“Traders are increasingly circumventing the export bans imposed by the EU and US by seeking safe havens, particularly in Asia,” said Richard Gutierrez, director of Ban Toxics in the Philippines. “Countries can stop this toxic globe trotting by enacting mercury export bans, following the lead of major trading giants the US and EU.”    

 Japanese exports of mercury accounted for about 400 metric tonnes over the past 4 years, according to UN data. [2] The mercury is frequently shipped to countries [3] where artisanal and small scale gold mining (ASGM) is prevalent, or to major trading centers where it can be traded for ASGM purposes. 

 Japan previously resisted NGO calls earlier to enact similar export bans, awaiting completion of the treaty negotiation process.  With the treaty text now finalized, NGOs are calling for Japan to immediately act.

 “Given its experience with Minamata, Japan should be taking the lead by shutting down its mercury exports,” stated Piyush Mohapatra, Coordinator at Toxics Link in India.  “It can not turn a blind eye to its own toxic exports, especially if it could be creating new “Minamatas” elsewhere in Asia and Latin America.”

  The largest mercury trade hub arising is Singapore.  According to UN COMTRADE data, Singapore was the largest supplier of mercury to the global market in 2012.[4]  During 2011 and 2012, Singapore accounted for approximately 444 MT and 478 MT of global mercury exports respectively.[5]

 Since Singapore imported even larger quantities during this period, it is acting as a toxic supply center for private traders. [6] The majority of these exports are directed to countries engaged in ASGM, with Indonesia receiving over half the exports in both years, and substantial quantities also shipped to Guyana, Kenya, Peru, and Malaysia.[7]

 Hong Kong is also a major trading center, with mercury exports of about 211 MT in 2011 and 245 MT in 2012. “Singapore and China need to differentiate mercury from other commodities, since the free trade of mercury endangers public health.” explains David Lennett, senior attorney with the Natural Resources Defense Council.  

 Under the Minamata Convention, the trade in mercury will be controlled, largely through an informed consent procedure.  However, 50 countries will need to ratify the treaty before it comes into legal force. 

  “While there are alternatives to mercury and controls for major sources, there is no alternative to international cooperation,” said Michael Bender, ZMWG Coordinator. ”Let’s turn these good intentions into meaningful action on the ground so that developing countries don’t bear the brunt of toxic trade.”

 With the momentum created in Kumamoto this week, and the prospect of financial and technical support coming during the next years, the group believes that the Minamata Convention can set a new standard for the speed of ratification for multilateral environmental agreements.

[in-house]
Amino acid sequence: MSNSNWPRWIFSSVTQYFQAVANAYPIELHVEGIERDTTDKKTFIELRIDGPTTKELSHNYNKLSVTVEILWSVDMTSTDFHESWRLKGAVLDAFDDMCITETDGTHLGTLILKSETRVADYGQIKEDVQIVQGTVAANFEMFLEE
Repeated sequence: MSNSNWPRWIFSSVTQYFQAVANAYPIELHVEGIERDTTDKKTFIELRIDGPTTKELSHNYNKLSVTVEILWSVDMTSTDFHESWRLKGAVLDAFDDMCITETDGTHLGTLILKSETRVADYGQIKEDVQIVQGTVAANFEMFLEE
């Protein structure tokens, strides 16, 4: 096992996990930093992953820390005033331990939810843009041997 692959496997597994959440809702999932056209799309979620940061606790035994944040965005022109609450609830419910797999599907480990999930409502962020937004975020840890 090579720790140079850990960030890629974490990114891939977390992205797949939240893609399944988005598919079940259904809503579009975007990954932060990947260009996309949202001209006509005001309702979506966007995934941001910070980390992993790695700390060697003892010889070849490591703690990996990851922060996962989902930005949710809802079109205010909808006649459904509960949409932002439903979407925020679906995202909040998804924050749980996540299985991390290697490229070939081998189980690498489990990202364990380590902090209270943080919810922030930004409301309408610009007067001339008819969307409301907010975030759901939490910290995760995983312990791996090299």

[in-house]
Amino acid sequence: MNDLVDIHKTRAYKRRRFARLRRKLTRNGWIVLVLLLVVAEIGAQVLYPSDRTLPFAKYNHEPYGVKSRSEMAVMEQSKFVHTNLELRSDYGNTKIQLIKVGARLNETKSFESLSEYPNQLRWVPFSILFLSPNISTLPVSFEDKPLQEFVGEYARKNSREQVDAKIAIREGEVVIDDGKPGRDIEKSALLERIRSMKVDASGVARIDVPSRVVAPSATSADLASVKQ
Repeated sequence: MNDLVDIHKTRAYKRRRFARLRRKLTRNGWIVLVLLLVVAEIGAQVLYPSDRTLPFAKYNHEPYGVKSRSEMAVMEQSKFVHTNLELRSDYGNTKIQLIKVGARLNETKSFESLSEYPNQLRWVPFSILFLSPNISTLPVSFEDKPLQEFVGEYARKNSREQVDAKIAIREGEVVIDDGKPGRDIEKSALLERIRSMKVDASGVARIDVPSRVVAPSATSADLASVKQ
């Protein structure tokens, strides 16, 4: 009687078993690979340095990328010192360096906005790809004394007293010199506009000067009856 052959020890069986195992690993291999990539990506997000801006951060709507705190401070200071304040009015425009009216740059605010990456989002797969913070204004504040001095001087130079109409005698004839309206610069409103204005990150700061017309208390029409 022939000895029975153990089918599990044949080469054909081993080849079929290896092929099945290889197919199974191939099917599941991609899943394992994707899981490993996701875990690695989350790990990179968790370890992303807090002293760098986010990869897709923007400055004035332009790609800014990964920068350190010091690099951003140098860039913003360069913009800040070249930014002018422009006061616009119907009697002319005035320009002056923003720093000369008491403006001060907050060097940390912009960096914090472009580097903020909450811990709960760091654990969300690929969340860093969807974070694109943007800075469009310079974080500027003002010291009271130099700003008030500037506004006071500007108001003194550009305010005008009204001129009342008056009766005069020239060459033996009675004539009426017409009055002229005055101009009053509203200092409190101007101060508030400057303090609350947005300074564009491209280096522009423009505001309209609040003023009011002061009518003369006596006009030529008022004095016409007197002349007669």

“Mercury pollution will not wait for the treaty to enter into force.  It is happening now,” said Elena Lymberidi-Settimo, ZWMG coordinator.  “The global community should pursue ratification and implementation with urgency.”

 

- END -

 Contacts: 

Richard Gutierrez, BAN Toxics!, T: +63 2 355 7640, This e-mail address is being protected from spambots. You need JavaScript enabled to view it "> This e-mail address is being protected from spambots. You need JavaScript enabled to view it

Elena Lymberidi-Settimo, ZMWG International Coordinator,, T: +32 2 2891301, Mobile: +32 496 532818, This e-mail address is being protected from spambots. You need JavaScript enabled to view it "> This e-mail address is being protected from spambots. You need JavaScript enabled to view it

David Lennett, Senior Attorney, Natural Resources Defense Council, T 1-202-289-2380, This e-mail address is being protected from spambots. You need JavaScript enabled to view it "> This e-mail address is being protected from spambots. You need JavaScript enabled to view it

Michael Bender, ZMWG International Coordinator, T: +802-917-4579, This e-mail address is being protected from spambots. You need JavaScript enabled to view it "> This e-mail address is being protected from spambots. You need JavaScript enabled to view it

 

Background reading:

 http://www.unep.org/hazardoussubstances/MinamataConvention/ConferenceofPlenipotentiaries/DipConMeetingDocuments/tabid/105833/Default.aspx

 Endnotes:

  1.  Zero Mercury Working Group is an international coalition of over 95 NGOs from more than 50 countries,  see: www.zeromercury.org
  2. This mercury is typically generated within Japan, from metals byproduct generation and other sources.  See: http://comtrade.un.org/db/dqBasicQueryResultsd.aspx?action=print&;px=H3&cc=280540&r=392, viewed August 23, 2013.  Note:  to view the UN Comtrade database, please see instructions at: http://unstats.un.org/unsd/tradekb/Knowledgebase/How-to-query-data-from-UN-Comtrade.  The commodity code for mercury is (HS 2007) 280540.
  3. Such as Colombia, Brazil, Indonesia, Viet Nam.
  4. See http://comtrade.un.org/db/dqBasicQueryResults.aspx?y=2012&;cc=280540&px=H3&so=9999&rpage=dqBasicQuery&qt=n, viewed August 23, 2013.  Spain exported a larger quantity of mercury in 2012, but virtually all the trade stayed within the European Union.
  5. See http://comtrade.un.org/db/dqBasicQueryResultsd.aspx?action=print&;px=H3&cc=280540&r=702, viewed August 23, 2013.
  6. See http://www.businessweek.com/articles/2012-05-24/the-slippery-market-for-mercury#p4.
  7. See http://comtrade.un.org/db/dqBasicQueryResultsd.aspx?action=print&;px=H3&cc=280540&r=702, viewed August 23, 2013.